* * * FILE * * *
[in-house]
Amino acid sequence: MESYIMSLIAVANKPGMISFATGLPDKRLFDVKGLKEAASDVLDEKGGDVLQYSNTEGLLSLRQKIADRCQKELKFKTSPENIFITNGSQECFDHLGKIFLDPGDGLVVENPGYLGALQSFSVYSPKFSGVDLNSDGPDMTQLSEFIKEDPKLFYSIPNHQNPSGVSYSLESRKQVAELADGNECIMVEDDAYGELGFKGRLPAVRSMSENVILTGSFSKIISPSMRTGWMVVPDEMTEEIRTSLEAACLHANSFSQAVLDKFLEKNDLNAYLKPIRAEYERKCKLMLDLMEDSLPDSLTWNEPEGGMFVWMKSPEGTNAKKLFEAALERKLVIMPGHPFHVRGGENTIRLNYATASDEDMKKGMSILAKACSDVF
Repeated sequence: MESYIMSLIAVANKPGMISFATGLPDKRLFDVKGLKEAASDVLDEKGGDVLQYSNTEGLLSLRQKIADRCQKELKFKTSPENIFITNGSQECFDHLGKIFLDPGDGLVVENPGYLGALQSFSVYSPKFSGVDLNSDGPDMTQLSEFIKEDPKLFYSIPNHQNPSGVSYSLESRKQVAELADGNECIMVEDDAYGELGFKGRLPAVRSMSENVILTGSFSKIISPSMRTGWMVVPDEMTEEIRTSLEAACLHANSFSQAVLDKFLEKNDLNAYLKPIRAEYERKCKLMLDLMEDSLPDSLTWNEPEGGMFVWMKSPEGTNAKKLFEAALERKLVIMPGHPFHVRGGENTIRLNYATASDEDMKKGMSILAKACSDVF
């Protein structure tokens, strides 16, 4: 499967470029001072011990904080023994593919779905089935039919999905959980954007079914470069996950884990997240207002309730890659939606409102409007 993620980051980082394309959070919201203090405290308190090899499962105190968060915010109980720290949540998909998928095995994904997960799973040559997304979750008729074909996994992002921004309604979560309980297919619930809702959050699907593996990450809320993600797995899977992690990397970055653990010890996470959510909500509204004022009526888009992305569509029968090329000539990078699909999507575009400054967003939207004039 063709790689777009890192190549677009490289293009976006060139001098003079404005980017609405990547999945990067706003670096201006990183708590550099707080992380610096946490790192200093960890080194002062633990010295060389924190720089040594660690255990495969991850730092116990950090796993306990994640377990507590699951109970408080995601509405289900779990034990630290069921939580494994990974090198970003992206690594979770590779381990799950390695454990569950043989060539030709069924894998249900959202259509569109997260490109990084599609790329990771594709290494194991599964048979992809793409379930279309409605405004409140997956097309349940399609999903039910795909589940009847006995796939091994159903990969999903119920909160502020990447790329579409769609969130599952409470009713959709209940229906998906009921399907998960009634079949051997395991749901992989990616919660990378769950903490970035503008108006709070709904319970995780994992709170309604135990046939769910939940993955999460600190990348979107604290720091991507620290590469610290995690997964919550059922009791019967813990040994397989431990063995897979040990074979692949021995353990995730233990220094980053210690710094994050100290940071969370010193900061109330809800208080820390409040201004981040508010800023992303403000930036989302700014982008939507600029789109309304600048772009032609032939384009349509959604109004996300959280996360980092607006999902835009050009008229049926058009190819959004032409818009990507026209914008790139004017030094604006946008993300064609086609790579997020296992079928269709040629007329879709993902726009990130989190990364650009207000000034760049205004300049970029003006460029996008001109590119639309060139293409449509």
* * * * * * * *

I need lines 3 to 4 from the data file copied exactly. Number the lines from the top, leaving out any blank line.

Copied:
Repeated sequence: MESYIMSLIAVANKPGMISFATGLPDKRLFDVKGLKEAASDVLDEKGGDVLQYSNTEGLLSLRQKIADRCQKELKFKTSPENIFITNGSQECFDHLGKIFLDPGDGLVVENPGYLGALQSFSVYSPKFSGVDLNSDGPDMTQLSEFIKEDPKLFYSIPNHQNPSGVSYSLESRKQVAELADGNECIMVEDDAYGELGFKGRLPAVRSMSENVILTGSFSKIISPSMRTGWMVVPDEMTEEIRTSLEAACLHANSFSQAVLDKFLEKNDLNAYLKPIRAEYERKCKLMLDLMEDSLPDSLTWNEPEGGMFVWMKSPEGTNAKKLFEAALERKLVIMPGHPFHVRGGENTIRLNYATASDEDMKKGMSILAKACSDVF
């Protein structure tokens, strides 16, 4: 499967470029001072011990904080023994593919779905089935039919999905959980954007079914470069996950884990997240207002309730890659939606409102409007 993620980051980082394309959070919201203090405290308190090899499962105190968060915010109980720290949540998909998928095995994904997960799973040559997304979750008729074909996994992002921004309604979560309980297919619930809702959050699907593996990450809320993600797995899977992690990397970055653990010890996470959510909500509204004022009526888009992305569509029968090329000539990078699909999507575009400054967003939207004039 063709790689777009890192190549677009490289293009976006060139001098003079404005980017609405990547999945990067706003670096201006990183708590550099707080992380610096946490790192200093960890080194002062633990010295060389924190720089040594660690255990495969991850730092116990950090796993306990994640377990507590699951109970408080995601509405289900779990034990630290069921939580494994990974090198970003992206690594979770590779381990799950390695454990569950043989060539030709069924894998249900959202259509569109997260490109990084599609790329990771594709290494194991599964048979992809793409379930279309409605405004409140997956097309349940399609999903039910795909589940009847006995796939091994159903990969999903119920909160502020990447790329579409769609969130599952409470009713959709209940229906998906009921399907998960009634079949051997395991749901992989990616919660990378769950903490970035503008108006709070709904319970995780994992709170309604135990046939769910939940993955999460600190990348979107604290720091991507620290590469610290995690997964919550059922009791019967813990040994397989431990063995897979040990074979692949021995353990995730233990220094980053210690710094994050100290940071969370010193900061109330809800208080820390409040201004981040508010800023992303403000930036989302700014982008939507600029789109309304600048772009032609032939384009349509959604109004996300959280996360980092607006999902835009050009008229049926058009190819959004032409818009990507026209914008790139004017030094604006946008993300064609086609790579997020296992079928269709040629007329879709993902726009990130989190990364650009207000000034760049205004300049970029003006460029996008001109590119639309060139293409449509």